Haiti. Following international pressure and several postponements, May 21 elections were held for the congress. First, the election result, a success for the Fanmi Lavalas (FL) government party, was considered correct, and both FL and international election observers took fairly lightly on the opposition’s claims of irregularities. Gradually, however, the suspicions were reinforced that the election had not gone right. Among other things, if at some polling stations there were only officials from FL, and the second round, which would have been held on June 25, was postponed indefinitely.
The President of the Election Commission claimed to have been pressured by President René Préval and the death threat and fled the country. The congressional elections have been seen as crucial to normalizing Haiti’s institutional life, and international donors are holding back their aid as long as Haiti, which has been in political crisis since 1997, has not consolidated its political infrastructure. But the turmoil surrounding the congressional elections led to the opposition boycotting the November 26 presidential election. Former President Jean-Bertrand Aristide’s landslide victory (92%) was therefore illusory.
- ABBREVIATIONFINDER: Offers three letter and two letter abbreviations for the country of Haiti. Also covers country profile such as geography, society and economy.
Haitian contemporary history
Since the beginning of the 2000s, Haiti has been characterized by political turmoil and major economic disparities. The great earthquake in 2010 left huge traces, both human, economic and political. However, unlike in the past, it has become the norm for presidents to be replaced by democratic elections, which has contributed to increased stability, despite major protests in the election of President Jovenel Moïse in 2016.
The 2010 earthquake
On January 12, 2010, Haiti was hit by the country’s most powerful earthquake in at least 200 years. After one month, the number of confirmed fatalities was set at 223,000, a number the government estimated had to be increased to over 300,000.
The disaster left around three million people homeless, and hundreds of thousands moved out of the area around the capital Port-au-Prince, where the damage was enormous. The reconstruction of the country was estimated by the Inter-American Development Bank to cost up to NOK 80 billion.
According to COUNTRYAAH, the population of Haiti in 2000 was 8,463,695, ranking number 85 in the world. The population growth rate was 1.790% yearly, and the population density was 307.1047 people per km2.
HAITI. – Since 1962 the Republic of Haiti has been divided into 9 departments, due to the establishment of four new districts (North-East, Center, South-East and Grande Anse).
In 1964, several changes were made to the Constitution, which, among other things, sanctioned the principle of bilingualism, whereby, while French remains the official language, the Creole language used by most of the population is also used in public services. population.
Between the 1950 and 1971 censuses the residents rose from 3,097,304 to 4,314,628 (average annual increase of 1.8%). In 1975, according to an estimate, there were 5,888,000, that is 212 residents per km 2. The capital, the only true urban center, in 1971 had 306,053 residents in the city and 493.932 in the agglomeration.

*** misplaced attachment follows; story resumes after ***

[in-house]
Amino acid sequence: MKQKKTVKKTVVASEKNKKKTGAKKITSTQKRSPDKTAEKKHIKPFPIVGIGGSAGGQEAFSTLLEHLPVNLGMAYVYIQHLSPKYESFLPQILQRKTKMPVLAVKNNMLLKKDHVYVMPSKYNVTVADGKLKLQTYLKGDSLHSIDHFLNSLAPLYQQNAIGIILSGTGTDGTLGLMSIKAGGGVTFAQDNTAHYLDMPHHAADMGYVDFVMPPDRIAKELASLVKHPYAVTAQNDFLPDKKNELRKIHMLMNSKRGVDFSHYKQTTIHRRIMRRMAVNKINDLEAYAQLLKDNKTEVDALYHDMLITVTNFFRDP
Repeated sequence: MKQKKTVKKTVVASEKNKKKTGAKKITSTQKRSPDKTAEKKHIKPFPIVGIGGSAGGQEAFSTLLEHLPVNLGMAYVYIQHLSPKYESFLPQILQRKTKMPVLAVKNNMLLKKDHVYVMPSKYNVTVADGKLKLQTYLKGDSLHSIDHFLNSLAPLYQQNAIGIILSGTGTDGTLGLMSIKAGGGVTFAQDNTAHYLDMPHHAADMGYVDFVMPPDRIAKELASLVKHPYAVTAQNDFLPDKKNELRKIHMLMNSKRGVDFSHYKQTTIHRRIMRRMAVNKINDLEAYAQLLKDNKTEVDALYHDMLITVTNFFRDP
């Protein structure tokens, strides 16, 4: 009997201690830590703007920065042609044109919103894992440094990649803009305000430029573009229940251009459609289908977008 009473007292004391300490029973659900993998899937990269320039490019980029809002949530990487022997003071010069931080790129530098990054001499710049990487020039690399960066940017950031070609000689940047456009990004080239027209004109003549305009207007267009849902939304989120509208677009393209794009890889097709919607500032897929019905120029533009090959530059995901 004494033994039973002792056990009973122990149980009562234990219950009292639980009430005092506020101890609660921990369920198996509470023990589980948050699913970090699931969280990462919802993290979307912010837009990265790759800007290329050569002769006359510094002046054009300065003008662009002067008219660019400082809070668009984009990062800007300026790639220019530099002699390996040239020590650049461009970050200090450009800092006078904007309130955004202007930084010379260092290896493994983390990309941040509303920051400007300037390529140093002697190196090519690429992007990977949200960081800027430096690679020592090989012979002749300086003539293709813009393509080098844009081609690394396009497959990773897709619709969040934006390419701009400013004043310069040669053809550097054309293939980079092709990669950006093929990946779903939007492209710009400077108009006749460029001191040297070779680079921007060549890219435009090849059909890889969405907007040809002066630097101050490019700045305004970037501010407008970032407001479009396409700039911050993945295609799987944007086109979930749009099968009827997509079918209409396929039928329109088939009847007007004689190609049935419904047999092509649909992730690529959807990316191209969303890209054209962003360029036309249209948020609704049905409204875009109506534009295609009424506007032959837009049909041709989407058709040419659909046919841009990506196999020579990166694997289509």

As many as 77% of the active population is still employed in agriculture: a largely subsistence agriculture, which contributes to the formation of the gross national product for almost 50% (more than in any other Latin American country). Coffee (350,000 q in 1973) is still the main export item; the crops of cane, agave sisalana, banana and corn are also widespread.
In the 1960s, the exploitation of deposits of bauxite and copper ores began; while the former continues to be actively extracted and exported (800,000 t in 1973), copper mining has practically ceased.
In 1971, the new Péligre hydroelectric plant came into operation, intended to supply the capital. In 1973 the installed power was 80,000 kW; in 1972 the energy produced was 110 million kWh.
The role of manufacturing is modest, occupying just 6% of the active population and contributing 13% to the gross national product; food ones prevail (sugar factories, rum distilleries).
Foreign trade takes place mainly with the United States; The main suppliers also include Japan and Canada, with customers in Belgium and France. The trade balance is passive.
Tourists, on the rise, in 1973 reached 170,000 units.
The roads extend for almost 4000 km, but less than 1000 are practicable all year round; there were 13,000 cars in 1972; the railways extend for 350 km. Port-au-Prince has the only major port and has an international airport.
Overall, Haiti reveals alarming conditions of underdevelopment, as shown by various indicators, such as low energy consumption, modest urbanization rate, low exports and the value of per capita income, which is the lowest in America. Latin and one of the lowest in the world and tends to decline further (average annual decline of 0.9% in the decade 1960-70).